Regional Migration Analysis: 5-19 May 2017

Acadian Flycatcher. Tyler Flicker/Macaulay Library. eBird S36894510.

Continental Summary

BirdCast regional analyses return after our global big day absence! Widespread light and moderate to locally heavy flights characterized the first days of this long forecast period in the West and featured Willow Flycatcher, Dusky Flycatcher, Western Wood-Pewee, Swainson’s Thrush, MacGillivray’s Warbler, Yellow Warbler, and Black-headed Grosbeak, while  moderate to very heavy flights occurred in the latter two thirds of the two-week period in the East, first in the Plains and then farther to the coasts, featuring Alder Flycatcher, Yellow-bellied Flycatcher, Philadelphia Vireo, Bay-breasted Warbler, Magnolia Warbler, Canada Warbler, and Wilson’s Warbler.

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Quick Links to Regions

Upper Midwest and NortheastBirdCast Upper Midwest and Northeast Region Gulf Coast and SoutheastBirdCast Upper Southeast Region
Great Plainsbirdcast_plains West
BirdCast West Region

Upper Midwest and Northeast

A strong frontal passage in the first days of the period kept most migrants on the ground away from the Upper Midwest, where locally moderate to heavy flights persisted. These flights intensified in the days that followed, building into the Ohio River valley by 8-9 May. These flights never became widespread across the region, as another frontal passage kept birds on the ground in precipitation as it passed 10-12 May. However, some locally intense flights continued around the region during this passage, in particular in coastal and Great Lakes locations. The passage of this strong low pressure system through the Northeast kept a set of primarily unfavorable and marginal migration condition in place there, while the remainder of the region experienced moderate to heavy flights through 15-16 May. It was not until 16-17 May that more extensive intense movements reached areas of the coast and New England. By the end of the period, locally moderate and isolated heavy flights were scattered across the region as more marginal conditions with precipitation filled into many areas of the region.

Top Movers

Increasing

Species Increase from Last Week % of Checklists Reporting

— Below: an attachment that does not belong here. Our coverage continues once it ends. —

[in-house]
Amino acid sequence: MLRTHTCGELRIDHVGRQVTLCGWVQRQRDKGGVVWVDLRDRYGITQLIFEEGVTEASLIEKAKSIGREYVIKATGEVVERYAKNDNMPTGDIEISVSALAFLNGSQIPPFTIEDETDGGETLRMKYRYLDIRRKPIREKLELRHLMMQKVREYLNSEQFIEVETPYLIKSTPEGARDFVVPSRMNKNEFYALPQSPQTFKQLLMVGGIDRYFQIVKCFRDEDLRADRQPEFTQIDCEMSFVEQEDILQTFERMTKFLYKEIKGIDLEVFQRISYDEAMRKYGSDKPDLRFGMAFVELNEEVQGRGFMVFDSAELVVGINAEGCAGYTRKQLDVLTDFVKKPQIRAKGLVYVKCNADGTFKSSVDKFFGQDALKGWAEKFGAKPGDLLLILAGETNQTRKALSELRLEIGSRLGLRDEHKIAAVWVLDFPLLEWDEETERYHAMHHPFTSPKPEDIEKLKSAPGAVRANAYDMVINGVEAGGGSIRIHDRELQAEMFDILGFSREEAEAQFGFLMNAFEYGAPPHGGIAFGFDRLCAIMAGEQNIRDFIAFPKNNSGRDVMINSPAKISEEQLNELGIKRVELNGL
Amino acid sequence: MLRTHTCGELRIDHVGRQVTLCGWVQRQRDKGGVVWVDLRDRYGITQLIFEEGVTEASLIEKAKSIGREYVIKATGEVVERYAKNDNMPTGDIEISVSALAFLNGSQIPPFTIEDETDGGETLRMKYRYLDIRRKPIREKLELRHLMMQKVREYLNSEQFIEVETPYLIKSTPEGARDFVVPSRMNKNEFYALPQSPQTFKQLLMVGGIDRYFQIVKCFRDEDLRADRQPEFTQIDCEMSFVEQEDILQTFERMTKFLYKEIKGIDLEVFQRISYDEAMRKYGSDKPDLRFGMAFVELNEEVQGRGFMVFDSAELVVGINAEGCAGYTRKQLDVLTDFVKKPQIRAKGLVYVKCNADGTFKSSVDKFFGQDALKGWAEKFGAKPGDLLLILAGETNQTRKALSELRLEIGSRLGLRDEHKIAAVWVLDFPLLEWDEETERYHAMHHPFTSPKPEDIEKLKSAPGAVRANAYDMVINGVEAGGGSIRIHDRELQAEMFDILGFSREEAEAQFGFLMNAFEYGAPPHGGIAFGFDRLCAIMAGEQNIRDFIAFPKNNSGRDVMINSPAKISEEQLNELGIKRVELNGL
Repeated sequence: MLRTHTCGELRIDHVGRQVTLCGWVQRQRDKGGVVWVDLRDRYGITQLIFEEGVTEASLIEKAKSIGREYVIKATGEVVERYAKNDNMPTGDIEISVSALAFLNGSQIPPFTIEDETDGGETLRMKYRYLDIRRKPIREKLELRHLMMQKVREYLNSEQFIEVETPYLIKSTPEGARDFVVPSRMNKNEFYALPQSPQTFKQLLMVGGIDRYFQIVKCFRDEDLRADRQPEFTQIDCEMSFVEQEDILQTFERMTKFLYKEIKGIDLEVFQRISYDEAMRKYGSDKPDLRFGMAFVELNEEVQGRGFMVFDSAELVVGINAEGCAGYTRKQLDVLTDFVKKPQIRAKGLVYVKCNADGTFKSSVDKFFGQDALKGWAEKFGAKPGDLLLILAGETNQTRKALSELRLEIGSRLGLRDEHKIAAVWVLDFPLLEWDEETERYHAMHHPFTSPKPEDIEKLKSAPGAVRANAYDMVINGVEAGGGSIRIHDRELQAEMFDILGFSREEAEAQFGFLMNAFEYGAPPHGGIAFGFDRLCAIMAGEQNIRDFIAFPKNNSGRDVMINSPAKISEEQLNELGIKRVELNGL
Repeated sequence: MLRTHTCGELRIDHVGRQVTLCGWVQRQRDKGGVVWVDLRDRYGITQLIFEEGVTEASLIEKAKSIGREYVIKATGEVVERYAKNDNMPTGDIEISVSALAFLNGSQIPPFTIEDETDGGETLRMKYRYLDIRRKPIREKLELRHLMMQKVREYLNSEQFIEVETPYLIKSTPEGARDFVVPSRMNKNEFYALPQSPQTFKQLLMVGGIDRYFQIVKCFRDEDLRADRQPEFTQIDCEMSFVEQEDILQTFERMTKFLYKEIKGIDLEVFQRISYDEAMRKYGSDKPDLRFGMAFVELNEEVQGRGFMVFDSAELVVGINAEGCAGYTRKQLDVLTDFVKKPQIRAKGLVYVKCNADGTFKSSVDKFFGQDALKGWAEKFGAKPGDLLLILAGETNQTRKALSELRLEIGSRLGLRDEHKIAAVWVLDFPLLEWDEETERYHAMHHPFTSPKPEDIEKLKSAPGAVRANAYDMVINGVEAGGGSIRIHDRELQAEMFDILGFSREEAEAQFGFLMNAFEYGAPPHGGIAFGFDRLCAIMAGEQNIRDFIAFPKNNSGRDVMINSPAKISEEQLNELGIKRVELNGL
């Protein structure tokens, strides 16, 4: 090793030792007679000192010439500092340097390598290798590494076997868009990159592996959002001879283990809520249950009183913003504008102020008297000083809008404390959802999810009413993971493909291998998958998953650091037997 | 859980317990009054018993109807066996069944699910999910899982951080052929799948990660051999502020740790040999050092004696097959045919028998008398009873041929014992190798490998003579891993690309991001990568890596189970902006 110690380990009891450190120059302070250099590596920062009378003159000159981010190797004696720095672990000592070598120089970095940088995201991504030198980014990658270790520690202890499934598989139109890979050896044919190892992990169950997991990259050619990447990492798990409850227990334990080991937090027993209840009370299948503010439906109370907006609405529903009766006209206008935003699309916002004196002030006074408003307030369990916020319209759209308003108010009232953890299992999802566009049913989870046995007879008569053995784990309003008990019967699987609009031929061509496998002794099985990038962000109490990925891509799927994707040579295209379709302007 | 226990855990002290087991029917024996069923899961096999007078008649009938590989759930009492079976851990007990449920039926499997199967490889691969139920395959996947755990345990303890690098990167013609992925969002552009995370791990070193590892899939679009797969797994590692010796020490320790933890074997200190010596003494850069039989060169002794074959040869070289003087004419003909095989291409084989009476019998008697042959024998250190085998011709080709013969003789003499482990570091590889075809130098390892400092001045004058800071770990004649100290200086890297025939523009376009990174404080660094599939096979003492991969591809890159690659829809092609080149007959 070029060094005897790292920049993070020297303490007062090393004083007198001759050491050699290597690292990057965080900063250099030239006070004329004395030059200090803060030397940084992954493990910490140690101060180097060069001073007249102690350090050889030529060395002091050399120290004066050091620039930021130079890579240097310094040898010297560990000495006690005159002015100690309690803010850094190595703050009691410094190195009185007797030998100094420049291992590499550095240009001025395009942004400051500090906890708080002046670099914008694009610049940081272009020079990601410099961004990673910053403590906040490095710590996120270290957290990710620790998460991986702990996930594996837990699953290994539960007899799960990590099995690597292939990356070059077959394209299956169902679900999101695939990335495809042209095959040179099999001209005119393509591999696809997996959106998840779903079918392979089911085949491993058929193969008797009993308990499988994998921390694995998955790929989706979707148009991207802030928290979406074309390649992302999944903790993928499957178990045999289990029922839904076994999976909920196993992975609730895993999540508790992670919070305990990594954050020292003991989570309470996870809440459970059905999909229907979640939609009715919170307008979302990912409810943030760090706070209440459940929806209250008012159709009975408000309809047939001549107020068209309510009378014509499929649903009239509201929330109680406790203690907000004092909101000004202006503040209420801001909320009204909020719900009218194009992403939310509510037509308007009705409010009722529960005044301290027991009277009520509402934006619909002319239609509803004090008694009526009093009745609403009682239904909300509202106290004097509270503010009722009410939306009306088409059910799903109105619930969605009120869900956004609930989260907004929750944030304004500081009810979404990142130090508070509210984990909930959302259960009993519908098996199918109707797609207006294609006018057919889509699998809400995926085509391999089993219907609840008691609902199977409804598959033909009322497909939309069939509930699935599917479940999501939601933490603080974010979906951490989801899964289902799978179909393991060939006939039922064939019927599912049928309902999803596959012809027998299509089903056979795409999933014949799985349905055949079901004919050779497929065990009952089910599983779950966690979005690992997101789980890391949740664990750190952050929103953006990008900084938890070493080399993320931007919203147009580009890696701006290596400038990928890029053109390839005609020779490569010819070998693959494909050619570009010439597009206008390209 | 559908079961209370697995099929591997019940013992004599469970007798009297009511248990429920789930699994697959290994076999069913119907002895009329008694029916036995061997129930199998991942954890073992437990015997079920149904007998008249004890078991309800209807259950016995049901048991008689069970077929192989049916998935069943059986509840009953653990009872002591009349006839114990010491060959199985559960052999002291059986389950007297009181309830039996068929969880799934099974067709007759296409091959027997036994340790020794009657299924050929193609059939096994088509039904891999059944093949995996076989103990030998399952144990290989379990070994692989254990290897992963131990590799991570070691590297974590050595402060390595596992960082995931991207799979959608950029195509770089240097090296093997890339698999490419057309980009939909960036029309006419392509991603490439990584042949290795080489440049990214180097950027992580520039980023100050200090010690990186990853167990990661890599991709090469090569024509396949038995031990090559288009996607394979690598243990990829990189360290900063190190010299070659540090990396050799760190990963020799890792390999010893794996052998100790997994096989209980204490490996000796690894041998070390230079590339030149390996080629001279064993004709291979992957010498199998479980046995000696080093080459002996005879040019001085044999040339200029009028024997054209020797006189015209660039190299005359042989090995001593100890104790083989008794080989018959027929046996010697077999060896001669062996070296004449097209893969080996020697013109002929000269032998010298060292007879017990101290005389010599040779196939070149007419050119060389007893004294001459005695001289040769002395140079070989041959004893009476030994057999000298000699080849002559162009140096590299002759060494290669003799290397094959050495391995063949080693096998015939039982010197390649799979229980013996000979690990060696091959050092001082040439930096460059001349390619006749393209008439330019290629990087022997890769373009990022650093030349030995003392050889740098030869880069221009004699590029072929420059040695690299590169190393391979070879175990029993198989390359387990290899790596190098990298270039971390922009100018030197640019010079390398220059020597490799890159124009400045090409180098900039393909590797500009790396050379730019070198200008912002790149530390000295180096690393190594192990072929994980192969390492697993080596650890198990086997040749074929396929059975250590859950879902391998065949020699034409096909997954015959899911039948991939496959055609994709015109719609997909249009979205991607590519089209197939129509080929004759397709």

Magnolia Warbler 1062% 16.4
Eastern Wood-Pewee 1449% 13.7
Chestnut-sided Warbler 691% 16.6
Least Flycatcher 670% 12
Blackburnian Warbler 750% 10.7
American Redstart 203% 29.6
Tennessee Warbler 695% 10
Wilson's Warbler 21894% 7.1
Red-eyed Vireo 185% 26.1
Bay-breasted Warbler 2329% 6.3
Swainson's Thrush 251% 13
Canada Warbler 8689% 4.8
Indigo Bunting 148% 18.4
Scarlet Tanager 166% 19.5
Nashville Warbler 190% 14.2
Philadelphia Vireo 3337% 2.1
Ruby-throated Hummingbird 189% 12.6
Great Crested Flycatcher 127% 24.1
Acadian Flycatcher 406% 4
Rose-breasted Grosbeak 109% 26.6
Common Yellowthroat 99% 38.9
Warbling Vireo 109% 23.2
Blackpoll Warbler 284% 9.3

Decreasing

Species Decrease from Last Week % of Checklists Reporting
White-throated Sparrow -59% 12.9
Greater Yellowlegs -59% 2.7
Blue-winged Teal -61% 2.3
Ruby-crowned Kinglet -46% 8.3
Solitary Sandpiper -53% 3.6
Lesser Yellowlegs -57% 2.7
Bufflehead -83% 0.5
Yellow-rumped Warbler -26% 23.6
Swamp Sparrow -30% 7.3
Tufted Titmouse -15% 29.9
Palm Warbler -28% 8.9
Hermit Thrush -40% 2.8
Northern Shoveler -56% 1.2
Belted Kingfisher -27% 6.4
Carolina Wren -18% 15.9
Purple Finch -37% 3
Sharp-shinned Hawk -53% 0.9
Dark-eyed Junco -50% 2
Lesser Scaup -74% 0.4
Eastern Towhee -16% 17.2
Pectoral Sandpiper -56% 0.7
Louisiana Waterthrush -33% 2.7
Osprey -21% 8.4
American Coot -41% 1.9
Horned Grebe -77% 0.2

Yellow-bellied Flycatcher. Sandy Aubol/Macaulay Library. eBird S36948706.

Gulf Coast and Southeast

Moderate to heavy flights dominated the migration scene for the first 5-6 nights of the period, in particular to the west of the Mississippi River. A frontal passage around 12-13 May quieted these flights, and generally slowed movements across the region. This frontal passage was intense and extensive, muting trans-Gulf flights for the days that followed in the central Gulf of Mexico region in particular. This was perhaps most noticeable in the distribution of nocturnal flights from 14-19 May, for example the lower magnitude flights in portions of the central and eastern Gulf states. By the end of the period, most of the action, which was represented by moderate intensity flights, was in Texas and Peninsular Florida.

Top Movers

Increasing

Species Increase from Last Week % of Checklists Reporting
Yellow-billed Cuckoo 65% 13.2
Acadian Flycatcher 61% 6.4
Red-headed Woodpecker 41% 6.2
Canada Warbler 68% 2.7
Eastern Wood-Pewee 19% 12.3
Spotted Sandpiper 16% 8.9
White-rumped Sandpiper 26% 2.6
Yellow-bellied Flycatcher 73% 0.6
Green Heron 6% 11.8
Little Blue Heron 6% 10
Olive-sided Flycatcher 24% 0.8
Prothonotary Warbler 10% 4.9
Black Skimmer 11% 2.5

Decreasing

Species Decrease from Last Week % of Checklists Reporting
Rose-breasted Grosbeak -87% 1.7